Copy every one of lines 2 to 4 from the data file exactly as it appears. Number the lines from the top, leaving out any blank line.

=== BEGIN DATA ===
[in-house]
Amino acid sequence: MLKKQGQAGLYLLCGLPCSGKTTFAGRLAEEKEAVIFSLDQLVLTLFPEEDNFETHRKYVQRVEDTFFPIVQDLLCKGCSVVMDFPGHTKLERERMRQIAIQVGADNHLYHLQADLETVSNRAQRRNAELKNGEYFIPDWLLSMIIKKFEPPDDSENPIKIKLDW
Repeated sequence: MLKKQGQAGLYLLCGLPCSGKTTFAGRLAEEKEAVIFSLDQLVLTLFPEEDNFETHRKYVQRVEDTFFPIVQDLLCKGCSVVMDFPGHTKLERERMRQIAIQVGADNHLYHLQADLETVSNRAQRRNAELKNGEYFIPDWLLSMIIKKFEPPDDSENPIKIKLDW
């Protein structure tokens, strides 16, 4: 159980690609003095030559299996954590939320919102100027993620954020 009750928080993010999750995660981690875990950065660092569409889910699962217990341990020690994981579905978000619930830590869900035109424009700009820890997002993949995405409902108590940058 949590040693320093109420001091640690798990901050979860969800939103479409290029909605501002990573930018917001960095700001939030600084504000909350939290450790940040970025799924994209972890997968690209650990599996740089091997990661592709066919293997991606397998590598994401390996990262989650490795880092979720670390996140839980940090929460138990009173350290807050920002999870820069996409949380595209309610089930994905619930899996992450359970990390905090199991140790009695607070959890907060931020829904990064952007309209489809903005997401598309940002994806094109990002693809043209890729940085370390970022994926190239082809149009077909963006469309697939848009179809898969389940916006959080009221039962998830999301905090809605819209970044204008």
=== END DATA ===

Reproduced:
Amino acid sequence: MLKKQGQAGLYLLCGLPCSGKTTFAGRLAEEKEAVIFSLDQLVLTLFPEEDNFETHRKYVQRVEDTFFPIVQDLLCKGCSVVMDFPGHTKLERERMRQIAIQVGADNHLYHLQADLETVSNRAQRRNAELKNGEYFIPDWLLSMIIKKFEPPDDSENPIKIKLDW
Repeated sequence: MLKKQGQAGLYLLCGLPCSGKTTFAGRLAEEKEAVIFSLDQLVLTLFPEEDNFETHRKYVQRVEDTFFPIVQDLLCKGCSVVMDFPGHTKLERERMRQIAIQVGADNHLYHLQADLETVSNRAQRRNAELKNGEYFIPDWLLSMIIKKFEPPDDSENPIKIKLDW
């Protein structure tokens, strides 16, 4: 159980690609003095030559299996954590939320919102100027993620954020 009750928080993010999750995660981690875990950065660092569409889910699962217990341990020690994981579905978000619930830590869900035109424009700009820890997002993949995405409902108590940058 949590040693320093109420001091640690798990901050979860969800939103479409290029909605501002990573930018917001960095700001939030600084504000909350939290450790940040970025799924994209972890997968690209650990599996740089091997990661592709066919293997991606397998590598994401390996990262989650490795880092979720670390996140839980940090929460138990009173350290807050920002999870820069996409949380595209309610089930994905619930899996992450359970990390905090199991140790009695607070959890907060931020829904990064952007309209489809903005997401598309940002994806094109990002693809043209890729940085370390970022994926190239082809149009077909963006469309697939848009179809898969389940916006959080009221039962998830999301905090809605819209970044204008």